Often certain dishes are described as being "comfort food." Food is more than simple nourishment, a vitamin and protein delivery device. It's a way of being connected to those important things around us--and it's not the food itself that's comforting. It's all the things that food represents. Unfamiliarity isn't bad. It just is. But it's the reason that my recipe box is one of those things labeled with blue duct tape that should be loaded very carefully into the cargo area of my Jeep. Right there, between the windshield and the back window. Where it should be.
Thursday, May 6, 2010
The Windshield, the Rearview Mirror, and Blue Duct Tape
There's an old adage about the proportions of the windshield and the rearview mirror, that the rearview is smaller for a reason. I think the idea is a load of crap, because what's behind you can--and often is--just as important as what is in front of you. Right now, I'm sitting in my office, my empty campus office, drinking my delightful Earl Grey Supreme, and trying to pretend that what's churning around inside of me is a caffeine overdose, not emotions. For the past month, I've known intellectually that "this is the last time I'll do this" for a lot of different things, but it hasn't meant anything. But last night, somewhere around midnight, as I was tossing and turning and listening to the rain and thunder and unable to sleep, the lightning shattered the shell around me and this morning I woke up, ankle-deep in the mud of "what have I done?"
The windshield is a pretty compelling place. There's a lot outside that view that pulls like gravity. But I've never been a complete nomad and I don't think I could be happy completely full-timing it in the Scamp. I need a home base. I need a pivot point. I need to be grounded somewhere. And right now, leaving BG behind me and not yet being firmly established in my new place, I'm in that stringless nomadic place. I don't have a problem with strings. They bind me to some pretty important people and it's the people that's making leaving hard this time. I remember coming back to BG from Minnesota last summer and by the time I got to Mackinac, I was ready to be home. As much fun as it is to travel around with your home on your back like a turtle, there's just something great about sleeping in your own bed, being able to stretch out and not hit your feet on anything. Being able to close the bedroom door with the cats on the other side. I missed my friends. I missed the memories that were being made without me. Can you really appreciate being Away without having a point from which Away is measured? Maybe the rearview mirror is attached to the windshield for just that reason.
I spent most of yesterday packing and didn't stop until I ran out of boxes. The control freak part of my personality likes packing--and yesterday's aha! moment was putting a stripe of bright blue duct tape on those boxes that should go into my Jeep or the inside of my father's pickup (the extra special or the extra fragile), so that whoever helps load will know where to put them. We're fans of duct tape in my family. My grandfather has more colors of duct tape than I knew existed. I got this roll of blue duct tape from Santa this past Christmas. I wondered if I could justify buying a roll of different colored duct tape to color code a different set of boxes, but stopped myself before I went completely nuts. One of my students this past fall wrote a paper on why duct tape was the greatest invention of all time--and I happened to agree with him. Duct tape is amazing. They used it to hold helicopters together in Vietnam, for crying out loud. And duct tape brings back memories of being in the car with my parents and sisters and whenever the bickering got to be too much, Dad would always threaten to stop the car and get out his duct tape.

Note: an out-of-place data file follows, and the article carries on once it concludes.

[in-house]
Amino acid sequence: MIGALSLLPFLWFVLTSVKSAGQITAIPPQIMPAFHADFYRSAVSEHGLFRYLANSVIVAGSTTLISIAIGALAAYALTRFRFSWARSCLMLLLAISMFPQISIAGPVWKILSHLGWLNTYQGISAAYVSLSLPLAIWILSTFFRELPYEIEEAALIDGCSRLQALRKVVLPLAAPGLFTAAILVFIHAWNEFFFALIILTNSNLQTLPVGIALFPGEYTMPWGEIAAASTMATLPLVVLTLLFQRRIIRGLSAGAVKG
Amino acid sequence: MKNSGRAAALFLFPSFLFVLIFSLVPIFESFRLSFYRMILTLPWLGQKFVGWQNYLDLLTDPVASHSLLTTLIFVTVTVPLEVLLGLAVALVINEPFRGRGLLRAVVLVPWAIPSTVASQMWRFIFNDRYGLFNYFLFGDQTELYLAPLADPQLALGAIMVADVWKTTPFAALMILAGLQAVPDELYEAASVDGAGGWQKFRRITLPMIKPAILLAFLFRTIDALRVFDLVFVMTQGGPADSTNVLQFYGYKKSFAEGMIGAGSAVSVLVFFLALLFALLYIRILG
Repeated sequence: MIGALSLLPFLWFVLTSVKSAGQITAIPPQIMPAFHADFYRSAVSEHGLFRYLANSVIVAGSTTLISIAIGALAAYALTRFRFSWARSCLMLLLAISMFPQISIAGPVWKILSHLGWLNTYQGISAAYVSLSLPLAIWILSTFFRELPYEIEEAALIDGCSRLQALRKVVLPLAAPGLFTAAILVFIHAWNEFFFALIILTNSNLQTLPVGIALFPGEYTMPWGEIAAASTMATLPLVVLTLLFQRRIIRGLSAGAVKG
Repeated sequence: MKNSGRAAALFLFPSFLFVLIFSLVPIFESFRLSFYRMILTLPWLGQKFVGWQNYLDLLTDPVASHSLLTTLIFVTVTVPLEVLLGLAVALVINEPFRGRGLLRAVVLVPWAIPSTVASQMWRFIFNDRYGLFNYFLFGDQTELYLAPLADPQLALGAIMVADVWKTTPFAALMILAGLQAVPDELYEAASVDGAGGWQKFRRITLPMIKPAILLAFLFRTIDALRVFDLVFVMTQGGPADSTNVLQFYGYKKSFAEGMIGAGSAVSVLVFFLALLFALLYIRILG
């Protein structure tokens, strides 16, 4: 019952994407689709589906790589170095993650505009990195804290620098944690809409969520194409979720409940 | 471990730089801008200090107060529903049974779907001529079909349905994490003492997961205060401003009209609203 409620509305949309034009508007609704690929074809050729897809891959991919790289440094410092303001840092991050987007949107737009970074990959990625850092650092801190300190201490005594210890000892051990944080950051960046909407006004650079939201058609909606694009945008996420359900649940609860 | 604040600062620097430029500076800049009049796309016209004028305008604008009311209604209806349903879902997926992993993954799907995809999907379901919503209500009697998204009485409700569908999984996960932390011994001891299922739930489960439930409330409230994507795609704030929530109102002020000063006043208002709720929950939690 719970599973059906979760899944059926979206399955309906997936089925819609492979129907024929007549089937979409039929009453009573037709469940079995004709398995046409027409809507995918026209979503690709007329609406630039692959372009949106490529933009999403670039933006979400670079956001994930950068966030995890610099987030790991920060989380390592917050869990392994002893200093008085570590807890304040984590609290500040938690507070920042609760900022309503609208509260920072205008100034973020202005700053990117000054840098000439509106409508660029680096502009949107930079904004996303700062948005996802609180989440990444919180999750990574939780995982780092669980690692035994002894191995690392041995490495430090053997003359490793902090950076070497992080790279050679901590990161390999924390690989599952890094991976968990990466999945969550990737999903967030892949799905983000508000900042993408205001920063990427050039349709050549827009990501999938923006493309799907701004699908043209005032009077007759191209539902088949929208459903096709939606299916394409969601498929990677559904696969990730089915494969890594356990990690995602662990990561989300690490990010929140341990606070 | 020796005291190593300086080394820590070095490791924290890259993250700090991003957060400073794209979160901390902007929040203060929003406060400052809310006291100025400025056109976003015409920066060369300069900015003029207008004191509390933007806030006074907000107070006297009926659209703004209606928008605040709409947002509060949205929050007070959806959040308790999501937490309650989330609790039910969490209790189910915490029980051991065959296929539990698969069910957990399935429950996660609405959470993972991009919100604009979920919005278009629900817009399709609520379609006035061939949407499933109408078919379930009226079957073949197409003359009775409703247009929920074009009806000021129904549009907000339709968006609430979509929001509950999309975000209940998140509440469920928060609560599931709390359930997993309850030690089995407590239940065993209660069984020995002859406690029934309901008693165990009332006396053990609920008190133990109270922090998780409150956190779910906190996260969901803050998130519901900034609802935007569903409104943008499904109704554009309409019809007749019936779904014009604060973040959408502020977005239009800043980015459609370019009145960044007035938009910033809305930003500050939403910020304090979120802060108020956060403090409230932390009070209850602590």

But what I see in the rearview mirror, out the back window of the Jeep, is equally compelling. I know where I've been and I like it a lot. It's not just that what is behind me is familiar and comforting because of its familiarity. I have no fear of new places and I have no fear of this new place in particular--and I'm thrilled that it's five hours closer to C. than Bowling Green. But it's twelve hours away from people who have become my family in the last seven years. Family isn't always about blood. Sometimes it's about blue duct tape.
Food is completely inextricable from memory for me--not just past memories, but the making of memories. When I want to spend time with my adopted BG parents, D. and B., I'll go over to their house and cook them dinner. I wanted to cook them dinner tomorrow night (and even had the menu planned in my head: Crock Pot pork roast with sage and fennel, roasted purple heirloom potatoes with garlic and rosemary, and sauteed kale with lemon. It's making me drool just thinking about it)--but that doesn't look like their schedule will work out. It's why most of my Scamping memories have to do with food, like I can't talk about camping--or my family in general--without talking about food. (Or tea.) Sometimes our family is comprised of people who are related by blood, but what's just as amazing are the family members we adopt by choice. D. and B. have stood in for my parents (who are 800 miles away) and AMR and LC (who moved to Chicago last year) feel as much like my sisters as K2 and K3. LC's daughter, H., is as much my niece as C. And my favorite memories of the time that AMR, LC, and I spent together have to do with food, particularly the Twilight Going Away party we had before LC moved, where I made Ed Welke's stunning three-layer chocolate cake, which we paired with a wine AMR found called "Vampire." We laughed ourselves silly over that.